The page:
Question: Is it OK to seek revenge? I have the tendency to want to get even with people. I am working on myself, but it’s a challenge. I try to justify my actions by referring to the Mahābhārata. When Draupadī was insulted in the assembly of the Kuru dynasty, Bhīma took a vow to avenge the insult. He broke Duryodhana’s thigh and tore open Duḥśāsana’s chest. I justify my actions by referring to this story. Is this right?
Answer: It is a natural tendency of the human mind to take revenge but it comes with a price. First of all, to take revenge, you have to become mentally disturbed. Secondly, to take revenge, you may engage in an adharmic act and create further karma. Just because it is a natural tendency does not mean it is good. Not everything natural is good. There is a natural tendency in human beings not to follow the law. That does not mean it is good. If there were no police, many people would steal. It has been seen that sometimes when there are riots because of some social or political issue, the rioters loot or burn shops or demolish somebody’s property. This has no relation to the issue for which they are rioting. But because a mob is not an individual person, there is no fear of punishment, so they act in an irrational manner being pushed by their nature.
Moreover, what is natural for you may not be natural for someone else. Therefore, just because something is natural does not mean it is good and one must act upon it. In fact, dharma or the state law is meant to curb our unhealthy natural tendencies.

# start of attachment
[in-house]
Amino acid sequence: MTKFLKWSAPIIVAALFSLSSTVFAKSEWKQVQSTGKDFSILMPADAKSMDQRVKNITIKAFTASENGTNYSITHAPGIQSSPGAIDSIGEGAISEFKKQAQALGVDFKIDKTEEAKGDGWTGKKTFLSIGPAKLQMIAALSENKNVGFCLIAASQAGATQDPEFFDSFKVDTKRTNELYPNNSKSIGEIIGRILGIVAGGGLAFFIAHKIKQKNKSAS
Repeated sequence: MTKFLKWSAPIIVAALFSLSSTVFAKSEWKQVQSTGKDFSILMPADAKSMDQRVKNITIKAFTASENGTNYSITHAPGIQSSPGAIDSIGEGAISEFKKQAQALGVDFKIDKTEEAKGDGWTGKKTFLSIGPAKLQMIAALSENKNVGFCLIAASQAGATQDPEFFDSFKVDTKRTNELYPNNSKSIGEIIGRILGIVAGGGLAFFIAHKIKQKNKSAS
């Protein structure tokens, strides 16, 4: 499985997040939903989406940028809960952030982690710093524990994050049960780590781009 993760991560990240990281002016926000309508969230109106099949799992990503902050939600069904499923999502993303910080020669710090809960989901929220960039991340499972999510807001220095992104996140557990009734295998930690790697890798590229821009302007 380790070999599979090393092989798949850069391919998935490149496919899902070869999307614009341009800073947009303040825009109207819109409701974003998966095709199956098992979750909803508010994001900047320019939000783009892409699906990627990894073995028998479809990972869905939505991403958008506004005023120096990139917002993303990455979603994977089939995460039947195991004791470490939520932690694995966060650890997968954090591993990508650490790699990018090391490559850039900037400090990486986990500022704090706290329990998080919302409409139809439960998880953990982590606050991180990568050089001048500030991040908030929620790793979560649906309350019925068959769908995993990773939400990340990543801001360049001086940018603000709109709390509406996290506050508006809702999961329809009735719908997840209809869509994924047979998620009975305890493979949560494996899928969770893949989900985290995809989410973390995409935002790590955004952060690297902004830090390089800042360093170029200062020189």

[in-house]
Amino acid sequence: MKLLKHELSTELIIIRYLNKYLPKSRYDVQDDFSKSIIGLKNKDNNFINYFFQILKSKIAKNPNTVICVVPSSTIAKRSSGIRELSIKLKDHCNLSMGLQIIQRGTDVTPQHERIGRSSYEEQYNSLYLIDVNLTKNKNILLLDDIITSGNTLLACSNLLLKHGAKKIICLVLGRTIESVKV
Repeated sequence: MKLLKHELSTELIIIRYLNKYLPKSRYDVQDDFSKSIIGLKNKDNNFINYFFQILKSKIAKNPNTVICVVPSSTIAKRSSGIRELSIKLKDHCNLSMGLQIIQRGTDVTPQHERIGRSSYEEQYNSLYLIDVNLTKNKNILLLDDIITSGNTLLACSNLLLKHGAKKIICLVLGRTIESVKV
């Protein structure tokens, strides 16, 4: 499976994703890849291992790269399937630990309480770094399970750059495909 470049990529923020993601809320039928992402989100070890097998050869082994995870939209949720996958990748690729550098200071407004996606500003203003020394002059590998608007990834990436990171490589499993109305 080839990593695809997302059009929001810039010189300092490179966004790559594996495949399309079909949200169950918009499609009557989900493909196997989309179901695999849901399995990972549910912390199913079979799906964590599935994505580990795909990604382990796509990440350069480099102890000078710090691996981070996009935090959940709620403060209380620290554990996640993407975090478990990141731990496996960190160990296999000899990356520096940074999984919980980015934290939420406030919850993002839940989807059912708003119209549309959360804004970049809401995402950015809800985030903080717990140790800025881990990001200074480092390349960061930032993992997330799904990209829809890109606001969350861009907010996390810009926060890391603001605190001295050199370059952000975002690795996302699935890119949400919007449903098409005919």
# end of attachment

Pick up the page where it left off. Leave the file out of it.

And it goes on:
We have a right to defend ourselves within legal limits. We are not in the Mahābhārata age. When Bhīma broke Duryodhana’s thigh, the latter could not go to the police and file a complaint against Bhīma.
There was no authority above the king. Now we live in a democratic state and there is the law of the country.
So you have to consider three things while taking revenge:
1. The state law
2. The karma
3. The mental disturbance or physical harm that can occur with revenge.
Moreover, do not think that the matter would end with your revenge. It will incite another revenge against you and the cycle will continue until one party is defeated or wiped out. Sometimes it can continue for generations.
Question: My mind is always thinking about different things, moving in different directions and expecting results quickly. As in the real world, results come very slowly. This is true in devotional practice also. How does one train the mind for this?
Answer: In Bhagavad Gītā, Śrī Kṛṣṇa repeatedly stresses the importance of buddhi, such as in Gītā 2.39, 2.41, 2.49–53, 2.65–66, etc. Please study these verses thoroughly and then practice using the buddhi to control the mind. Even Arjuna posed a similar question to Kṛṣṇa in Gītā 6.34. Śrī Kṛṣṇa recommends regular practice of mind control and giving up actions that bring disturbance to the mind. There is a need to regulate the mind with a regulated life-style, and not engaging in unnecessary endeavors. Too many desires bring restlessness to the mind. It is important to investigate every desire before we act upon it. Do I really need to act on it? How does it help me in achieving my goal? One should ponder upon these questions.
Bhagavad Gītā 2.55 states who is a sthitaprajña, “one who has no desire and delights in the self.” Is this state temporary or permanent/irreversible once attained?
It is a permanent state.